A recent survey of chemists, carried out by Elsevier’s Reaxys team, showed that only 13% identified a familiarity with machine learning (or similar technologies) as being important for future chemists.
Perhaps that number makes some sense, when you think of chemistry as the kind of hard science that consists of working out calculations and producing reactions in labs. But in the 21st century, when the most advanced digital technology drives innovation, this is really alarming news.
More than that, though, it is dangerous thinking from a business perspective. Today’s innovation-hungry companies cannot afford to put deep learning, which is a kind of artificial intelligence, on the back-burner. Why? Because deep learning is poised to become one of the biggest drivers of innovation in the chemistry industry.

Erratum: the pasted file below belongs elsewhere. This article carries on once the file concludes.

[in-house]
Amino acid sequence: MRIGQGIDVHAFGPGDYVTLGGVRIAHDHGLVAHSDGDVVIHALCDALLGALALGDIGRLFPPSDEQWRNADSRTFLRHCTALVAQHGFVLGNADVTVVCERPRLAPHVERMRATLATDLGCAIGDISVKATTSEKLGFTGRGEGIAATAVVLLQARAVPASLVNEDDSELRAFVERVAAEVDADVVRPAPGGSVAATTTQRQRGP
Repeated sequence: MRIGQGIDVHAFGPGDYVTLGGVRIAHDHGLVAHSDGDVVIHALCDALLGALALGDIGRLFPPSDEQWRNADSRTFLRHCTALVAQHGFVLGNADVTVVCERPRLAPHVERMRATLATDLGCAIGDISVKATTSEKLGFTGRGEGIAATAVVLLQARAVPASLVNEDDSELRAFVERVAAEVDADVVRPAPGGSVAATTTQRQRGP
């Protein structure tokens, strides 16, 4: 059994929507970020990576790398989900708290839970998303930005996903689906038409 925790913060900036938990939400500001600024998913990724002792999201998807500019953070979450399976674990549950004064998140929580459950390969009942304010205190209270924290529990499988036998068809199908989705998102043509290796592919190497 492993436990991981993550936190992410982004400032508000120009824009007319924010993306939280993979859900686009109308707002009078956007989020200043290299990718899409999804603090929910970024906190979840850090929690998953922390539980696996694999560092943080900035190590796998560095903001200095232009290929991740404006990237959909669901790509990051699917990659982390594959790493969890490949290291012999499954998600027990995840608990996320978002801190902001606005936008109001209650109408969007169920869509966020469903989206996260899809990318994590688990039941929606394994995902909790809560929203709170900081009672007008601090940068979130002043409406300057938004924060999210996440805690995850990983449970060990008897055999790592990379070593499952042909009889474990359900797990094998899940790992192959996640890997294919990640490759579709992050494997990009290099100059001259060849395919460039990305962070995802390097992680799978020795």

Deep learning is centered on machines learning and extrapolating based on data sets, and it has the power to help chemists do some of their most time-consuming, often repetitive work in a far shorter period of time. With machines assisting with the creation, synthesis and application of compounds and molecules, think of how much faster researchers will be able to identify the best possible solutions.
Though machines can help us make amazing strides with their ability to process so much information so quickly, they are not creating those data sets—they are dealing with what is given to them. That means that developing the deep learning technology isn’t the only challenge – finding “clean,” reliable data to power the machine’s work is also vital, difficult work.
In this recent article in R&D Magazine, I discuss the challenges and opportunities that deep learning presents in greater detail.
All opinions shared in this post are the author’s own.